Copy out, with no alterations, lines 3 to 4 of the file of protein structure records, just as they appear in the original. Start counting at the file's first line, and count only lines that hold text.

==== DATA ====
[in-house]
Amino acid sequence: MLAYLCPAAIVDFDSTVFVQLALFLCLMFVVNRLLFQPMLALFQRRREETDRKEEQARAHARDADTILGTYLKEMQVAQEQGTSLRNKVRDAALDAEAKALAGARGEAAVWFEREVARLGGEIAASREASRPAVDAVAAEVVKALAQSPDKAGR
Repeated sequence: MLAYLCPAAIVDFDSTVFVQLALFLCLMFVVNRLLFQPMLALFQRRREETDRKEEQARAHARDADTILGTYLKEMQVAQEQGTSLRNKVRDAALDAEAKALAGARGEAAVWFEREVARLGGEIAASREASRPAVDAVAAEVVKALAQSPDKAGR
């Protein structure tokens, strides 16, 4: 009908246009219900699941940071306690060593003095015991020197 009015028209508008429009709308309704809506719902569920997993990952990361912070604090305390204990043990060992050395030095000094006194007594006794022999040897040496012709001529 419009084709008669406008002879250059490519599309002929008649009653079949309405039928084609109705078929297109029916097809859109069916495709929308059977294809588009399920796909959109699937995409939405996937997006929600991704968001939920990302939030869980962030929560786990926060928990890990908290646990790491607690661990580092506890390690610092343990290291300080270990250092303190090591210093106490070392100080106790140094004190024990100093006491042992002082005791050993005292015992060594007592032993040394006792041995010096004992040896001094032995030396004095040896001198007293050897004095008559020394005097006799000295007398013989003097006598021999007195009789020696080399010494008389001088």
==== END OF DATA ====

Repeated sequence: MLAYLCPAAIVDFDSTVFVQLALFLCLMFVVNRLLFQPMLALFQRRREETDRKEEQARAHARDADTILGTYLKEMQVAQEQGTSLRNKVRDAALDAEAKALAGARGEAAVWFEREVARLGGEIAASREASRPAVDAVAAEVVKALAQSPDKAGR
């Protein structure tokens, strides 16, 4: 009908246009219900699941940071306690060593003095015991020197 009015028209508008429009709308309704809506719902569920997993990952990361912070604090305390204990043990060992050395030095000094006194007594006794022999040897040496012709001529 419009084709008669406008002879250059490519599309002929008649009653079949309405039928084609109705078929297109029916097809859109069916495709929308059977294809588009399920796909959109699937995409939405996937997006929600991704968001939920990302939030869980962030929560786990926060928990890990908290646990790491607690661990580092506890390690610092343990290291300080270990250092303190090591210093106490070392100080106790140094004190024990100093006491042992002082005791050993005292015992060594007592032993040394006792041995010096004992040896001094032995030396004095040896001198007293050897004095008559020394005097006799000295007398013989003097006598021999007195009789020696080399010494008389001088």